Desert Camping With Kids

Amanda Burton — 20 September 2017
A family camping trip through Australia's remote desert landscapes is guaranteed to be a journey the kids will never forget.

Firstly, rest assured—the deserts of Australia aren't just one big, boring sandpit. Not that kids don’t love sand pits, but our deserts are so much more. Home to deep gorges with hidden oases, of rolling sand dunes studded with fragrant spinifex, the most amazing plants and tough animals. The deserts of Australia cover nearly 50 per cent of the entire continent and there are 10 different ones, each with their own special characteristics, just waiting to be explored. 

The deserts are also home to many of our most iconic four-wheel drive tracks: the Gunbarrel Highway, Canning Stock Route and the Strzelecki, Oodnadatta, Tanami, and Birdsville Tracks. These tracks are part of the history of exploration and development of our outback and are destinations in their own right (the journey, often times, being the purpose rather than just a means to an end). At least one of them would have to be on everyone’s bucket list, and there’s lots kids can learn about the history of exploration in our country from desert touring.

You do, however, need to be prepared. A camping trip into the desert is something for the adventurous at heart. The deserts are big places with little or no infrastructure. You will have to do without five star comforts for a few days and you can easily go for days, and even weeks, without seeing another person, let alone a shop, so you need to be self sufficient.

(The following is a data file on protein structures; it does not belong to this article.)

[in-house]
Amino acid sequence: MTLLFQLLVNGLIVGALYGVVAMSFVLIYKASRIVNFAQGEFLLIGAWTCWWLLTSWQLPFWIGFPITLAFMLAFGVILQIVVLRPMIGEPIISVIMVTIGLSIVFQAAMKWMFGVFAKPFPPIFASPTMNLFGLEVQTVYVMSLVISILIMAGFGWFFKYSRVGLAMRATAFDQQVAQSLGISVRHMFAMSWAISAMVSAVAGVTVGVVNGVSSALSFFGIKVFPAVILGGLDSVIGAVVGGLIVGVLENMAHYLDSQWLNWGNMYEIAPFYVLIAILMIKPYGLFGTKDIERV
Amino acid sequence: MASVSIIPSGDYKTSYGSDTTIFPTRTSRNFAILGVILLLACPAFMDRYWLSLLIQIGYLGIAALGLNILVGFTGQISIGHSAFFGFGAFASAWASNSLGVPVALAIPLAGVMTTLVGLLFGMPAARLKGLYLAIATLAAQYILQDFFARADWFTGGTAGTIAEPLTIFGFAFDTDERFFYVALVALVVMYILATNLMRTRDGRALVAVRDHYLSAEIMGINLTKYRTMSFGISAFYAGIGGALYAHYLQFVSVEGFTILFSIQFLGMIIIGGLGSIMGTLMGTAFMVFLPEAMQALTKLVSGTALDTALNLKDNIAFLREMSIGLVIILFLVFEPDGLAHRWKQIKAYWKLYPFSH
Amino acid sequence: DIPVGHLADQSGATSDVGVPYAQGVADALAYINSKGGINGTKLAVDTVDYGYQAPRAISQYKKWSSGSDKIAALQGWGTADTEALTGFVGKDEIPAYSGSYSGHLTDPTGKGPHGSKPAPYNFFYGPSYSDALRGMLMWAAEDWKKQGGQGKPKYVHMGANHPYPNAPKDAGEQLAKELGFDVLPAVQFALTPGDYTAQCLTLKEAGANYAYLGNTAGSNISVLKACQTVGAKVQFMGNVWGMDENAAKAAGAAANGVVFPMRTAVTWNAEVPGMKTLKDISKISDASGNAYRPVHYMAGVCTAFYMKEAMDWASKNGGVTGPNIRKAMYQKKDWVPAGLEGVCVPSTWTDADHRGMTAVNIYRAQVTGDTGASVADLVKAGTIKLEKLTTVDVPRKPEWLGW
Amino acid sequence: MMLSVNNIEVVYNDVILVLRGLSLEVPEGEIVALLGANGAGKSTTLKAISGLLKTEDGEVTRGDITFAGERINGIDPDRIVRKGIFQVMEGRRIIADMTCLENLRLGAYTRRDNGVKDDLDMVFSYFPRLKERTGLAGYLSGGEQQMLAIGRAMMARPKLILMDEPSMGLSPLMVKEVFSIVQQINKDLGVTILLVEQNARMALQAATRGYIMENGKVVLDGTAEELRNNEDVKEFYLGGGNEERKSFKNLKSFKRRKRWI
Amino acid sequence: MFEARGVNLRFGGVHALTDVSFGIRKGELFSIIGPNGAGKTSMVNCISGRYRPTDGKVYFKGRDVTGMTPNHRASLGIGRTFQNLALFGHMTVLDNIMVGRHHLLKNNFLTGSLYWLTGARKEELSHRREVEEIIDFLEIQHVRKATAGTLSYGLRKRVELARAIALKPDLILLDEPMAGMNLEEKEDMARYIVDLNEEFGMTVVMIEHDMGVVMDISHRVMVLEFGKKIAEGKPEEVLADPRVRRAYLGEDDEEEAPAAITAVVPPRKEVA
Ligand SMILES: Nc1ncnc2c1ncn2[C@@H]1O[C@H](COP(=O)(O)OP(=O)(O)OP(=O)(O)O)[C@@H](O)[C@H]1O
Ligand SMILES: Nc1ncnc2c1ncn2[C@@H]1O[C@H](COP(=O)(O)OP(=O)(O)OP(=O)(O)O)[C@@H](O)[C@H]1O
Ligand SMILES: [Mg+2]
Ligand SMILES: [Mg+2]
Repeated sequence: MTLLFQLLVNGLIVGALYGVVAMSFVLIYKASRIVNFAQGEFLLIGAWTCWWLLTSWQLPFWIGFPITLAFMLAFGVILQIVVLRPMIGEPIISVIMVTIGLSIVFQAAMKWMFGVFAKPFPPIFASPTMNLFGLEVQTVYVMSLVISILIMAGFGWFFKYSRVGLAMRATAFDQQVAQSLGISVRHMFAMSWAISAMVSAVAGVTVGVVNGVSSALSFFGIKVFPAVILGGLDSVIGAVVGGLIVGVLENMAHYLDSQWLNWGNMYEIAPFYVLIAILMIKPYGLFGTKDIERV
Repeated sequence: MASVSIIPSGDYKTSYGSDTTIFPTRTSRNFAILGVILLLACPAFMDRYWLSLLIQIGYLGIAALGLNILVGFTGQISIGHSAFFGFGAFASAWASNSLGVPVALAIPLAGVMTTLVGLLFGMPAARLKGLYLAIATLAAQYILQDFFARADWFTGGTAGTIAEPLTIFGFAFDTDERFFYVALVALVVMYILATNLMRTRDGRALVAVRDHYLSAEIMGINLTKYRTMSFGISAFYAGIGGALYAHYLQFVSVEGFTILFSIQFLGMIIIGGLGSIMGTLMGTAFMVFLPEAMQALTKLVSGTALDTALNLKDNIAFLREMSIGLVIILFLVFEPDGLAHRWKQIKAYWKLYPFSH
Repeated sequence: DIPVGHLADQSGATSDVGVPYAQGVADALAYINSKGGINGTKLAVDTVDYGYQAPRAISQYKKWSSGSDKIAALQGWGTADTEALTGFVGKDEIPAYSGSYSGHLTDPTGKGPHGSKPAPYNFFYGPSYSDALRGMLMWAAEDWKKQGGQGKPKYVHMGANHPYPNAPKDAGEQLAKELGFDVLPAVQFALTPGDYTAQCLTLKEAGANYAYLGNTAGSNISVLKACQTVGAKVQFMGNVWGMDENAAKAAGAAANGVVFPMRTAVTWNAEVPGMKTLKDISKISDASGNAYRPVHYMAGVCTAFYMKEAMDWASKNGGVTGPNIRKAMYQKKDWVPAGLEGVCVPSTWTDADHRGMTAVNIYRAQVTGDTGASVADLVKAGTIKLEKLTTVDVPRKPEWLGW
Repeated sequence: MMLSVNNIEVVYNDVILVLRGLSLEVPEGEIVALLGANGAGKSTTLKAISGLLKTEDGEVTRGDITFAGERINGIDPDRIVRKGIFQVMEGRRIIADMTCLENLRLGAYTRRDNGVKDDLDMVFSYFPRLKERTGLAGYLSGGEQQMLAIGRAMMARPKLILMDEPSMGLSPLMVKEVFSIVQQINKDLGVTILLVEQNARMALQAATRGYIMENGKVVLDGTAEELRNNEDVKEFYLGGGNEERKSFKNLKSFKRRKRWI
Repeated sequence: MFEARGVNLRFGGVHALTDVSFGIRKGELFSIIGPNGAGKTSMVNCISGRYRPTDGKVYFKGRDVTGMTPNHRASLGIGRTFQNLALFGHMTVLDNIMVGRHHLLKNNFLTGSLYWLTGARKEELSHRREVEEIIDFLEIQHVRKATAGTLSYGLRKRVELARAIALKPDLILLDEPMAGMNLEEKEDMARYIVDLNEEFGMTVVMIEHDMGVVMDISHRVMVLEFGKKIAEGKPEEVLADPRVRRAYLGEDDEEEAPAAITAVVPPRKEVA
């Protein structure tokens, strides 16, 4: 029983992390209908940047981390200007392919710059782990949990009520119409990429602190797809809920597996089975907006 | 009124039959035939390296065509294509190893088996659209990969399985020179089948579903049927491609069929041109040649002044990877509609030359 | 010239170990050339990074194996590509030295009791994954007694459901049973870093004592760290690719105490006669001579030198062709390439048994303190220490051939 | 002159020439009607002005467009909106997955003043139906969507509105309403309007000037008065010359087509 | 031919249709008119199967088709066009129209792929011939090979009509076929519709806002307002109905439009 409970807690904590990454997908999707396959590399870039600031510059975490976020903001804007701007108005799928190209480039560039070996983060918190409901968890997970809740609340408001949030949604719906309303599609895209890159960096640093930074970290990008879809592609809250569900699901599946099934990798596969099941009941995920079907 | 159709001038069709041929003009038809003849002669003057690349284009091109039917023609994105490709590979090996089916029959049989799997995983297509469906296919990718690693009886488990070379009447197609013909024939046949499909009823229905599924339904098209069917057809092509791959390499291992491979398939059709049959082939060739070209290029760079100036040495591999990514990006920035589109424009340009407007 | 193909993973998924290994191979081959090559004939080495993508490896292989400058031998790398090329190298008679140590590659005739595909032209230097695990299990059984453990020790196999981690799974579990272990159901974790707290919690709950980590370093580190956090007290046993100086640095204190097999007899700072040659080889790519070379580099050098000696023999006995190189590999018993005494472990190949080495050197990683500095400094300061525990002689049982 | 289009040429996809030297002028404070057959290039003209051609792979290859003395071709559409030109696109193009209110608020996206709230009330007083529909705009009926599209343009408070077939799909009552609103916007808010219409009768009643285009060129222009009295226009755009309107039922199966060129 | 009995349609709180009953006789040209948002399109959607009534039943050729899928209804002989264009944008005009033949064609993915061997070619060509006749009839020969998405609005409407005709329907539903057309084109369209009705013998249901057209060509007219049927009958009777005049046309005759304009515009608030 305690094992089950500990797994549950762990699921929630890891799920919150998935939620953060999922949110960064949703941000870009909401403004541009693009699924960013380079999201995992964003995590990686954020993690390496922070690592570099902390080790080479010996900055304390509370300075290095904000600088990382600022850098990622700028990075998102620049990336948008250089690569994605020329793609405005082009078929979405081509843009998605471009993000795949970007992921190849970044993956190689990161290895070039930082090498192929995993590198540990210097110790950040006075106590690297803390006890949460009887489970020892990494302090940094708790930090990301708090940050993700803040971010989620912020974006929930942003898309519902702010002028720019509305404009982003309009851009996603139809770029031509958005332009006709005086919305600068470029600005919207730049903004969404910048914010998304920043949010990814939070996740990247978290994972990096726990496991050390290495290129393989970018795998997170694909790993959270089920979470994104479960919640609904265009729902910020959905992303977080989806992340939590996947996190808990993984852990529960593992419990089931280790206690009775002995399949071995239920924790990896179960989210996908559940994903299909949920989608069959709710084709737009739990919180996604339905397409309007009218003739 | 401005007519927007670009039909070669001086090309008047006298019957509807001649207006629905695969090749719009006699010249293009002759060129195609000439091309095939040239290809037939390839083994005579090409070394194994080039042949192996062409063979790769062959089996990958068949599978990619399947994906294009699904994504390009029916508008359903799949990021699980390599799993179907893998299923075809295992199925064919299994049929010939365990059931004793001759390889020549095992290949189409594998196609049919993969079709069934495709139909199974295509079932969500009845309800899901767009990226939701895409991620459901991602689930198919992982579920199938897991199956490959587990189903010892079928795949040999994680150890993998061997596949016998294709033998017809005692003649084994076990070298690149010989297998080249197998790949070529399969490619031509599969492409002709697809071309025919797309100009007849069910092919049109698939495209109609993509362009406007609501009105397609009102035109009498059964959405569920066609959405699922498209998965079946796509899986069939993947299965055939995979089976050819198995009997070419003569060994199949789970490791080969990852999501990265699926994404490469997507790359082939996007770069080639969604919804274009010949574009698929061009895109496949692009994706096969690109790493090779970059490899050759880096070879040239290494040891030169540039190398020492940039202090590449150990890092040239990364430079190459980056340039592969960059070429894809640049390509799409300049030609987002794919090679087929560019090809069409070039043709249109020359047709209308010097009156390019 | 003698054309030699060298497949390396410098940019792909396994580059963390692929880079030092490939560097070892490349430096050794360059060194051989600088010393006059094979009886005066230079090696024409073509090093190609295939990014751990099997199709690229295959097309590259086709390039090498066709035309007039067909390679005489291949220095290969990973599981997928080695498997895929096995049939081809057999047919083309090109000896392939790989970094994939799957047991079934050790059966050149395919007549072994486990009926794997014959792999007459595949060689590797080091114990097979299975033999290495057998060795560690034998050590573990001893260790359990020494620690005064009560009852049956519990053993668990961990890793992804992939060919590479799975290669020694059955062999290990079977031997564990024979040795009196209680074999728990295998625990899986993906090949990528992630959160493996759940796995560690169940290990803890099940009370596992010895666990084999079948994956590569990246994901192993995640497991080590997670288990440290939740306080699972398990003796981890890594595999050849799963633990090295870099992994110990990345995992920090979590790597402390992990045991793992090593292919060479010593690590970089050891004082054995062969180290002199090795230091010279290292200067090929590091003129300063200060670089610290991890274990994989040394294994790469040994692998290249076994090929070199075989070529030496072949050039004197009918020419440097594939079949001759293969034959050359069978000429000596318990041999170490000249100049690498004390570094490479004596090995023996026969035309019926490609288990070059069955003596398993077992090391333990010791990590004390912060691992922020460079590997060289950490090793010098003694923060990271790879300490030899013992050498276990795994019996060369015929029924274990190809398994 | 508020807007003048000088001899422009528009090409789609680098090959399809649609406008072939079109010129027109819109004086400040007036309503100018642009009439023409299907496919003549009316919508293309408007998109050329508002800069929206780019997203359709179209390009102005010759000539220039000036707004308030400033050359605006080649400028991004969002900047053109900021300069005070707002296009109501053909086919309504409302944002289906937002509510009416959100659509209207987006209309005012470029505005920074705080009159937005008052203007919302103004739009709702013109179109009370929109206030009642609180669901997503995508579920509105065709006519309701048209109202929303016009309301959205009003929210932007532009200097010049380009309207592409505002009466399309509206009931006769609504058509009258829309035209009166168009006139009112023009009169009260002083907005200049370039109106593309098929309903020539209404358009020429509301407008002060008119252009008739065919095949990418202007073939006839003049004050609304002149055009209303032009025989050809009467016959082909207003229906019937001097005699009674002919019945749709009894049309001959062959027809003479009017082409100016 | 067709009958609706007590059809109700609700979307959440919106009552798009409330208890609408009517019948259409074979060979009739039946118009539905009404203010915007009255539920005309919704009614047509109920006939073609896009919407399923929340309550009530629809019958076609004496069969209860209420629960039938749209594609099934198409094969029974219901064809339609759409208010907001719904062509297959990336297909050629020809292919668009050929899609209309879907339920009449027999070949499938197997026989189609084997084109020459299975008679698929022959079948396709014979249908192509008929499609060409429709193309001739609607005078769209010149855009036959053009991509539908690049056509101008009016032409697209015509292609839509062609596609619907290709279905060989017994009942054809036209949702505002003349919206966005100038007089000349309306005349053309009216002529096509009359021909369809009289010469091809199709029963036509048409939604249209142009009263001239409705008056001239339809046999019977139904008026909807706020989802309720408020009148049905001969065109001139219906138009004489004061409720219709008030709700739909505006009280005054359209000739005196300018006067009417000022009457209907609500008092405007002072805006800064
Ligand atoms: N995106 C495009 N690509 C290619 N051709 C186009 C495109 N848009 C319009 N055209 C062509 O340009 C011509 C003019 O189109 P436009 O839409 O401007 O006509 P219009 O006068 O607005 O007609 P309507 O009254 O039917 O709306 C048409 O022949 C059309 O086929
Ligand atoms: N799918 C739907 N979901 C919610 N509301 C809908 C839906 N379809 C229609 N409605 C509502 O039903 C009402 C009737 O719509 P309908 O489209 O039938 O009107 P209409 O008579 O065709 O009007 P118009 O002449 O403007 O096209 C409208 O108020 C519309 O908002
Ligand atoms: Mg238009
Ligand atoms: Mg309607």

All the basics about being prepared for remote travel are especially important in the desert; it can be a very harsh and unforgiving environment if something goes wrong. Some sort of emergency beacon that the kids know how to activate is something to seriously consider investing in if you plan to venture into the great outback deserts.


Then there is water, which is of course one thing we can’t survive long without, and by definition is in short supply in the desert. Carry as much as you can, in more than one place, just in case disaster strikes and you lose your main source (like cracking a pipe and dropping a whole tank’s worth before you realise – been there, done that). A few strategically placed jerry cans can make all the difference between disaster and being able to pull through. You’ll also probably also want to take being water-wise to a whole new level – baby-wipes will become your best waterless-hygiene friend.

You may also need to pack food to last a bit longer than usual (no corner shops out here). Long life tetra-packs of things like: milk, juice and icy poles are gold as they can be stored out of the fridge/freezer until needed, meaning you can carry more of them to last longer than what will squeeze into the high value limited space in your fridge.

Consider removing excess packaging from items so they take up less space (for example things that come in a bag and then also a box, ditch the box before you pack it so you can fit more in). Also plan ahead when choosing items—for example with things like pasta, choose the smaller, or more compact shapes. The packets weigh the same, so you are getting the same amount of food, but the volume of space they take up is significantly different.

Any parent who takes kids camping deserves a well earned beverage at the end of the day. Pounding along corrugated tracks and lurching over sand dunes can take their toll on your glass-bottled beverage of choice, and nothing brings a tear to the eye quicker than the sound of shattering glass and the smell of your last bottle leaking away and soaking into the upholstery. There are neoprene bottle covers available now from camping and kitchen supply shops to fit everything from a stubby to a bottle of bubbles, which go a long way to preventing such tragedies from occurring.